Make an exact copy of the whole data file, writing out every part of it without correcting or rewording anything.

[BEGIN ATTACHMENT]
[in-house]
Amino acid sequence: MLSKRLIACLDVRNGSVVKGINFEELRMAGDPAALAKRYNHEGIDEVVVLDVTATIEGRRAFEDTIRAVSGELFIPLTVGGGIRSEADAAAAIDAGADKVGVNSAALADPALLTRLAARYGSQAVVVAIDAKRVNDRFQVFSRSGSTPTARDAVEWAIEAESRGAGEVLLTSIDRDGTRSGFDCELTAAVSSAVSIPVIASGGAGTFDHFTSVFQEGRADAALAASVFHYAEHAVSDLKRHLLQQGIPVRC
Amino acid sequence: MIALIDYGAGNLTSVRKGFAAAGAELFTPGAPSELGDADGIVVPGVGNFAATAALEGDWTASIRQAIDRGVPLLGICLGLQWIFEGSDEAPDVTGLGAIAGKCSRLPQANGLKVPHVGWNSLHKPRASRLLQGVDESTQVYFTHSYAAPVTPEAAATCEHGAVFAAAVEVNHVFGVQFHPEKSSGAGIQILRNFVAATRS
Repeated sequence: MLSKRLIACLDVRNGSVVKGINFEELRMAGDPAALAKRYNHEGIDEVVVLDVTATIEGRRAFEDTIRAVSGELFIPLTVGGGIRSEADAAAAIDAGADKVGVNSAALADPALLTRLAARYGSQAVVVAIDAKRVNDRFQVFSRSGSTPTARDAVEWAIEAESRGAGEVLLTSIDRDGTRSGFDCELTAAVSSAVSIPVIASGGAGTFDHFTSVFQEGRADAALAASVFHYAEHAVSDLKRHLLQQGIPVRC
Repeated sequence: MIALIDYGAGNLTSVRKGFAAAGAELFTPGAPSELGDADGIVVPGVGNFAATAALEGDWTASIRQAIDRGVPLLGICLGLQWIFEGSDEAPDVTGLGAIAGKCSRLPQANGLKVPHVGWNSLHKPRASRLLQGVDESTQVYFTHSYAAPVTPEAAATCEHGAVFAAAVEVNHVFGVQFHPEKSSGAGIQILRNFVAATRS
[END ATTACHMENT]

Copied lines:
[in-house]
Amino acid sequence: MLSKRLIACLDVRNGSVVKGINFEELRMAGDPAALAKRYNHEGIDEVVVLDVTATIEGRRAFEDTIRAVSGELFIPLTVGGGIRSEADAAAAIDAGADKVGVNSAALADPALLTRLAARYGSQAVVVAIDAKRVNDRFQVFSRSGSTPTARDAVEWAIEAESRGAGEVLLTSIDRDGTRSGFDCELTAAVSSAVSIPVIASGGAGTFDHFTSVFQEGRADAALAASVFHYAEHAVSDLKRHLLQQGIPVRC
Amino acid sequence: MIALIDYGAGNLTSVRKGFAAAGAELFTPGAPSELGDADGIVVPGVGNFAATAALEGDWTASIRQAIDRGVPLLGICLGLQWIFEGSDEAPDVTGLGAIAGKCSRLPQANGLKVPHVGWNSLHKPRASRLLQGVDESTQVYFTHSYAAPVTPEAAATCEHGAVFAAAVEVNHVFGVQFHPEKSSGAGIQILRNFVAATRS
Repeated sequence: MLSKRLIACLDVRNGSVVKGINFEELRMAGDPAALAKRYNHEGIDEVVVLDVTATIEGRRAFEDTIRAVSGELFIPLTVGGGIRSEADAAAAIDAGADKVGVNSAALADPALLTRLAARYGSQAVVVAIDAKRVNDRFQVFSRSGSTPTARDAVEWAIEAESRGAGEVLLTSIDRDGTRSGFDCELTAAVSSAVSIPVIASGGAGTFDHFTSVFQEGRADAALAASVFHYAEHAVSDLKRHLLQQGIPVRC
Repeated sequence: MIALIDYGAGNLTSVRKGFAAAGAELFTPGAPSELGDADGIVVPGVGNFAATAALEGDWTASIRQAIDRGVPLLGICLGLQWIFEGSDEAPDVTGLGAIAGKCSRLPQANGLKVPHVGWNSLHKPRASRLLQGVDESTQVYFTHSYAAPVTPEAAATCEHGAVFAAAVEVNHVFGVQFHPEKSSGAGIQILRNFVAATRS